Painters perform a wide variety of tasks from painting with brushes and rollers to sanding and mixing paint. Many of these tasks require awkward postures, forceful exertions, repeated movements, and sometimes exposures to heat and cold—all risk factors for developing musculoskeletal disorders (MSDs). The following are a few tips for reducing these risks:
Fatigue and discomfort are early warning signs for developing MSDs. Recognizing these early signs and taking preventive measures (stretching, asking for help, changing your posture or position) help reduce the likelihood of developing an MSD.
Use good body mechanics
Keep your head up, your back and neck straight, and don’t twist, especially when lifting and lowering materials.
- Avoid bending at the waist for prolonged periods of time. One of the most common awkward postures is forward bending or flexion. Bending forward for prolonged periods is a significant risk factor for back injuries. Even if little or no weight is being handled, the weight of the torso is supported by the muscles of the back, putting a large amount of strain on the spine and surrounding soft tissues.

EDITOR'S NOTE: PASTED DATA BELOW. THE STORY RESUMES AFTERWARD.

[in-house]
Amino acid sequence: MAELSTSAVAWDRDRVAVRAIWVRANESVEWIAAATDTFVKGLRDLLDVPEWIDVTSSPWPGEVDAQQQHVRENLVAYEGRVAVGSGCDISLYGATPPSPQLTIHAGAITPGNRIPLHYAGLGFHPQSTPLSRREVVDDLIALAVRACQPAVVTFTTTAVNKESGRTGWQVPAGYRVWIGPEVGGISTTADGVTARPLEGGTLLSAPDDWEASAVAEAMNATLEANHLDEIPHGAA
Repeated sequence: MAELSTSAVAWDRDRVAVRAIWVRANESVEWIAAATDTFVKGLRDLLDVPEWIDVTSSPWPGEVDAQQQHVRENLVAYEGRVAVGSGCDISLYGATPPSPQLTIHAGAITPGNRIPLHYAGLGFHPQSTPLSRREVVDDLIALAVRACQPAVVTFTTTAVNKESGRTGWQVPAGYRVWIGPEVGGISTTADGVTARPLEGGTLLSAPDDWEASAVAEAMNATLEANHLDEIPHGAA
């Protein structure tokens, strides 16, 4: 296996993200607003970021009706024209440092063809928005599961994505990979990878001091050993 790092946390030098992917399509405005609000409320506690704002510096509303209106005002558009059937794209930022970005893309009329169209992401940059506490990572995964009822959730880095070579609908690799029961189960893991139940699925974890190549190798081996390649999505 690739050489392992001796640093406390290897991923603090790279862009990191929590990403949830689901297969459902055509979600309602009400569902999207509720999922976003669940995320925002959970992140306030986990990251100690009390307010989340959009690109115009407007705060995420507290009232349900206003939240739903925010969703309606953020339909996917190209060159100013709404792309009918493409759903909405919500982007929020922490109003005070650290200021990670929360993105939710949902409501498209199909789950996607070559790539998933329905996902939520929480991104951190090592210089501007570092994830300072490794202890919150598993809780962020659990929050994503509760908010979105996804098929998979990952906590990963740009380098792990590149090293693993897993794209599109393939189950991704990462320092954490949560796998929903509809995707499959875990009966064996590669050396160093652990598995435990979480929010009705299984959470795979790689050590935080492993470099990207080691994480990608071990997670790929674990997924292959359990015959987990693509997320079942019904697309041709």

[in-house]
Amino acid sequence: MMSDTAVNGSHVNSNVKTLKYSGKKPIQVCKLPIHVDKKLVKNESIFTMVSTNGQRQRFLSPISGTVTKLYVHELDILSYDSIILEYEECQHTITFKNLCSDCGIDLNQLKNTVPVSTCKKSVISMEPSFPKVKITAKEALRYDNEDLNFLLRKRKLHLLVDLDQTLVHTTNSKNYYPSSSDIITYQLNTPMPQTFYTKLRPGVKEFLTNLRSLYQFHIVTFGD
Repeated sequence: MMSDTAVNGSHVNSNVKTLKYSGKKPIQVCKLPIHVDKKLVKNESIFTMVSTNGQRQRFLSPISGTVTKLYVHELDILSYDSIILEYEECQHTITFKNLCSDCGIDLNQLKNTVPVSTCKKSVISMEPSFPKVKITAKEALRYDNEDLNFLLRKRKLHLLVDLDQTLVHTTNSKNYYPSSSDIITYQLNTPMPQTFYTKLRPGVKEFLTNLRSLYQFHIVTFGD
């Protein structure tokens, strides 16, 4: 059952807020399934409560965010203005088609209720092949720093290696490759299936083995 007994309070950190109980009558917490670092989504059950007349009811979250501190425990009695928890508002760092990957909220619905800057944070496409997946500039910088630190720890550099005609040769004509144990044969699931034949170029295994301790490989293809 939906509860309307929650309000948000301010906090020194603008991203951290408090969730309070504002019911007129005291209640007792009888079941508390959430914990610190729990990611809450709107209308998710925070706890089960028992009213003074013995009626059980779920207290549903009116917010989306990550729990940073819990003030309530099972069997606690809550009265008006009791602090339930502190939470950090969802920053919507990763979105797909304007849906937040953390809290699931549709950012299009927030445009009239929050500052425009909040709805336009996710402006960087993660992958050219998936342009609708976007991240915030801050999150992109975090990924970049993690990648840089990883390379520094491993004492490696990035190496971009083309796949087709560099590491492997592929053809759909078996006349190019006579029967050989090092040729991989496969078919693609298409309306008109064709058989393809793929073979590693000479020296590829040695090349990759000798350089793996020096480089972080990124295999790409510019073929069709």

- When possible, raise the work on two sawhorses or a bench.
- Sit on a stable stool if you have to work at lower levels for any period of time. This helps reduce the stress on your back from bending forward and reduces the stress on your knees from squatting.
- Avoid storing materials at ground level.
- If you have to work overhead, get as close to your work as possible by standing on a platform or ladder.
- Take frequent breaks. Periodically bend forward with your hands on your knees to stretch out your low back.
- When painting above shoulder level, use a ladder to avoid over extending your back.